How the brain is affected by Alzheimer's disease

What exactly happens to the neurones in the brain? why can't they be repaired/restored? Why is it that there are so called 'good days'? What happens to the brain on such days?
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1answer
90 views

What is the role of the tissue surrounding neurons in decision making and taking control of impulses?

How does the fatty tissue surrounding neurons supports and enhances the speed of electrical impulses? How does it stabilize connections that take control of impulses and decision-making? The cells ...
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3answers
127 views

Is NZT-48 real?

NZT is a fictional compound in a movie called limitless, basically it's a brain booster, it gives access to more simultaneous neuron activity. are there any real cognitive enhancers out there?
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1answer
23 views

Typical neuronal firing rates across the human cerebral cortex

I would like to find a scientific article (or articles), which would summarize typical neuronal firing rates in different parts of the human cerebral cortex. Any good references on this?
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26 views

Are there different types of communication and computation neurons?

I know from my basic education in neurology that the brain has various sorts of neurons. These are usually bunched into 3 different categories. I read in a recently published book including papers on ...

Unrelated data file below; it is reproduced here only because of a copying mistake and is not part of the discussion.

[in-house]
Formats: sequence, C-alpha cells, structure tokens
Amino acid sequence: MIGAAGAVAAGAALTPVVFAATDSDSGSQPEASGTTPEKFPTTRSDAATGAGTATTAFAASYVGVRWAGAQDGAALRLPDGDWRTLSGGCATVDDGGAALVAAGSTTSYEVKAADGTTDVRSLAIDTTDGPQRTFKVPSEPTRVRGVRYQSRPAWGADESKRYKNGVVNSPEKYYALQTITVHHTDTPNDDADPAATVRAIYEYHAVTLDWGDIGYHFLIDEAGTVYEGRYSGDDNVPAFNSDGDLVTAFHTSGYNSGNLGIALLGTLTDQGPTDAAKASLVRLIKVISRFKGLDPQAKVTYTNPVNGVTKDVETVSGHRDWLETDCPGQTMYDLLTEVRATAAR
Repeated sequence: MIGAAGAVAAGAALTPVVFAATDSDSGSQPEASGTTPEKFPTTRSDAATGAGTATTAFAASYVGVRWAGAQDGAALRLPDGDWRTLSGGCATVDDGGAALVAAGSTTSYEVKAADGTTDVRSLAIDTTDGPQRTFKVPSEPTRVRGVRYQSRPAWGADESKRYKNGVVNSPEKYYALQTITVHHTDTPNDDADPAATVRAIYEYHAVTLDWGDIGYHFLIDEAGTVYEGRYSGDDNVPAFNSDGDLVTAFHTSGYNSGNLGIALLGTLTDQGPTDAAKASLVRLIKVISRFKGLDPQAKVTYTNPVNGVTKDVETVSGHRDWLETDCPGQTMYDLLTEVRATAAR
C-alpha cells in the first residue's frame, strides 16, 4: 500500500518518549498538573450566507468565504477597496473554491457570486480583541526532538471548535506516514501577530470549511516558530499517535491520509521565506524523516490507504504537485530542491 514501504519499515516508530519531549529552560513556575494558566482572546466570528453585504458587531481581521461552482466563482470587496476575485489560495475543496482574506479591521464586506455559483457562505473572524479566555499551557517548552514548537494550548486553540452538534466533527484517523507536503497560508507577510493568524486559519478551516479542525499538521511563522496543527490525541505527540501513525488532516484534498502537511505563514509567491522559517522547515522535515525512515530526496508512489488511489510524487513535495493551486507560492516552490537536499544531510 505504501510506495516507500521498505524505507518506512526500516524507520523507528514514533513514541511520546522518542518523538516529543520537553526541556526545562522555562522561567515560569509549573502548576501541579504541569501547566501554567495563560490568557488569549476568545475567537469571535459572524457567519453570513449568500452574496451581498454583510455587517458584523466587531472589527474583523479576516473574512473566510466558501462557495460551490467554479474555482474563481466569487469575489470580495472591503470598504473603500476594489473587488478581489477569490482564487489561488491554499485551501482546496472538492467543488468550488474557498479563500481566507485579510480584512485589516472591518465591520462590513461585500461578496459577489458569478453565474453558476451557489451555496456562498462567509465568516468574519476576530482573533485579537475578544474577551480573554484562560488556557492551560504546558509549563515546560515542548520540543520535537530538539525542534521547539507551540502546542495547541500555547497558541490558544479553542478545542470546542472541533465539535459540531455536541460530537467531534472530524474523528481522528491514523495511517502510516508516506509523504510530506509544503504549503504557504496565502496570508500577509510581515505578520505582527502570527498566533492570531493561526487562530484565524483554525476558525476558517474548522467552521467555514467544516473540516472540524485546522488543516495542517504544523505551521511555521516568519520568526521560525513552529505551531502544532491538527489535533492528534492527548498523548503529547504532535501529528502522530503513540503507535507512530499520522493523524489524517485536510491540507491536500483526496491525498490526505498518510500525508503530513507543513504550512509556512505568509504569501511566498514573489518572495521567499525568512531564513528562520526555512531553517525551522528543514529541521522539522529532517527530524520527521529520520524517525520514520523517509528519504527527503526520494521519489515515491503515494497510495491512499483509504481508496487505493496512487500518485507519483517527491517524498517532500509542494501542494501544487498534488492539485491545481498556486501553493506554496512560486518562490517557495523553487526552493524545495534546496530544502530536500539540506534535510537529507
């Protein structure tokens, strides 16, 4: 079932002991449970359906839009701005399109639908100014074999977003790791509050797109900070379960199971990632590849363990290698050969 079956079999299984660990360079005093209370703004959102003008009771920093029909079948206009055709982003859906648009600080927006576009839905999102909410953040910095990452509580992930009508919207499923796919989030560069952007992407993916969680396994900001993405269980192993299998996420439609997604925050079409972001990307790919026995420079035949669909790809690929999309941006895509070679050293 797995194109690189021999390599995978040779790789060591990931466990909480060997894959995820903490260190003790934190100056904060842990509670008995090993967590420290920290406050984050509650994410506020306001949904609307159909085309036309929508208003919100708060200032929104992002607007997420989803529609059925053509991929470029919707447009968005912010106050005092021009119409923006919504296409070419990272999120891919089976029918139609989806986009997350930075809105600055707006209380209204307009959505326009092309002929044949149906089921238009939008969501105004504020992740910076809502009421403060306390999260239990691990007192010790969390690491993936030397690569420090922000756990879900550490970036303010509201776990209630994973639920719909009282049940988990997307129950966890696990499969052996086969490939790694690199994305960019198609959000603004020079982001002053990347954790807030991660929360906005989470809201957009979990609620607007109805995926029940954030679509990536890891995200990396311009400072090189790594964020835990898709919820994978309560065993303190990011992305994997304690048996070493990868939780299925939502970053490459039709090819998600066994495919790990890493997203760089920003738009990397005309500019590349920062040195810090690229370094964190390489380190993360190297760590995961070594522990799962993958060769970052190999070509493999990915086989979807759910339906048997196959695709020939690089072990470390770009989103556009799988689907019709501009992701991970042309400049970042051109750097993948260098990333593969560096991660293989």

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25 views

3D model - ant brain - precision and laboratory

I have some question. Is today's modern laboratory can perform high-resolution 3D model of the ant brain? This model would consist of a layer (sections 2D), which are made with a scanning electron ...
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10 views

How long can the brain function after cutting blood circulation? [duplicate]

If I cut blood circulation from the brain, for how much long can the brain fuction and send commands to the body like the legs?
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2answers
2k views

Do we use 100% of our cerebral capacity?

I saw a movie yesterday called Lucy. In this movie, a girl called Lucy absorbs a large amount of CPH4, and her brain capacity slowly increases. So that brings me to my question which is : Do we ...